Part one explained the importance of a business continuity plan (BCP) and a disaster recovery plan (DRP). Part two provided detailed information to consider when writing a BCP and part three and included information for a DRP for your business. Part four is a checklist of the DRP items used during an actual disaster or event causing down time for the company.
Each state and local government has a disaster recovery plan (DRP) as a part of a public service organization. The California Office of Information Security has a review checklist as a part of an internal plan to assist state agencies in the event of a disaster.
Since every company provides different products and services, from a nursing home facility, a day care, web hosting, auto parts and/or repair, manufacturer for a General Electric part, distributor, mechanical services, plumber, or any other type of industry, the questions should be fine-tuned to meet each business’s needs.
The answers for each question should be one of the following:
- Has the step has been full addressed: yes or no
- Has the step been partially addressed but more development needed: yes or no
- Has the step not addressed yet more development needed: yes or now
Included a section for additional comments or questions and also include: the date completed
and page number referenced.
The DRP checklist includes:
- Does our company have a current business continuity plan (BCP)? If yes when was it last updated?
- Are critical processes documented and included in this DRP?
- Is a communication plan included?
- Are several communication channels included?
- Are call trees and lists, staff names, and recovery procedures documents automated or manual?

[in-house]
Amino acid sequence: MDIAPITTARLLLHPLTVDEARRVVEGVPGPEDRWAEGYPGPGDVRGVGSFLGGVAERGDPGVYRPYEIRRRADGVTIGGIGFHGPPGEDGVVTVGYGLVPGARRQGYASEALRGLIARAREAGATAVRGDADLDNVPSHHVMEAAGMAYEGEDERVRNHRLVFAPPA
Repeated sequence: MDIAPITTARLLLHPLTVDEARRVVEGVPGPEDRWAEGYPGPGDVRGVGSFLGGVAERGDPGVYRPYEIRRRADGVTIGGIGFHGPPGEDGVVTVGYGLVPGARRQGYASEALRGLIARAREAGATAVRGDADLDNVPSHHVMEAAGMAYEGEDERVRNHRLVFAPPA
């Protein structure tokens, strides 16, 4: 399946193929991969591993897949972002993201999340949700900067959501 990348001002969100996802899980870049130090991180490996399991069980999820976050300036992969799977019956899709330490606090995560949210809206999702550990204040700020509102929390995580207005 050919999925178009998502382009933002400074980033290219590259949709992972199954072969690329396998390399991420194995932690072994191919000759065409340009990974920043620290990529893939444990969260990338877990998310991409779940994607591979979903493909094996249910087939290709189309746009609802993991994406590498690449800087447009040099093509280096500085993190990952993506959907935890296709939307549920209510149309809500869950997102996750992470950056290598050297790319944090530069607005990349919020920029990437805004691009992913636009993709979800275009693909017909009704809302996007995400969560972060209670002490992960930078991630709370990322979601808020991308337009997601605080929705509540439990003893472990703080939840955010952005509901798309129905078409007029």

- Are there layers of contingencies such as IT or manual workarounds documented?
- Does the DRP require an alternate site for recovery?
- Does the DRP specify the level of service (which the business owner has agreed to be acceptable) to be provided while in recovery mode?
- Does the DRP have distinct management and staff assignment of responsibilities immediately following a disaster and continuing through the period of re-establishment of normal operations?
- Does the facilities section have predetermined contacts to recover facilities and/or rebuild plans for critical equipment?
- Are the operational procedures documented in a systematic fashion that will allow recovery to be achieved in a timely and orderly way?
- Does the DRP identify hardware and software critical to recovery?
- Does the DRP provide for print to mail services to be forwarded to the alternate facility?
- Does the DRP identify necessary support equipment (forms, spare parts, office equipment, etc.) to recover the mission critical business and/or functions?
- Do we have an UNINTERRUPTIBLE PWER SUPPLY (UPS) for critical systems and/or business area workstations?
- Do we have a back-up generator? If so, how much time can it run supporting critical systems, technical staff and business area workstations?
- Do we have a hot/cold site vendor on contract? If so, does the vendor have UPS and generator back-up?
- Is a current copy of the DRP maintained off-site?
- When was the off-site last updated?
- Do all users of the DRP have ready access to a current copy at all times?
- Do all employees responsible for the execution of the DRP receive training?
- Is all important data required to support the DRP backed-up?
- If back-ups are performed, are they stored in a protected location off-site?
- How often and what method(s) are used to test the DRP?
Disaster recovery is the process of resuming operations after a disaster. Many businesses are prone to ignoring disaster recoveries because a disaster may seem unlikely. Consider these unexpected disasters:
- The BP oil spill of 2010
- Hurricane Katrina
- The northeast blackout in 2003
The checklist is a reminder of the steps needed in order to overcome any disaster. Part five will cover the critical points to be considered when creating a BCP and DRP for your company.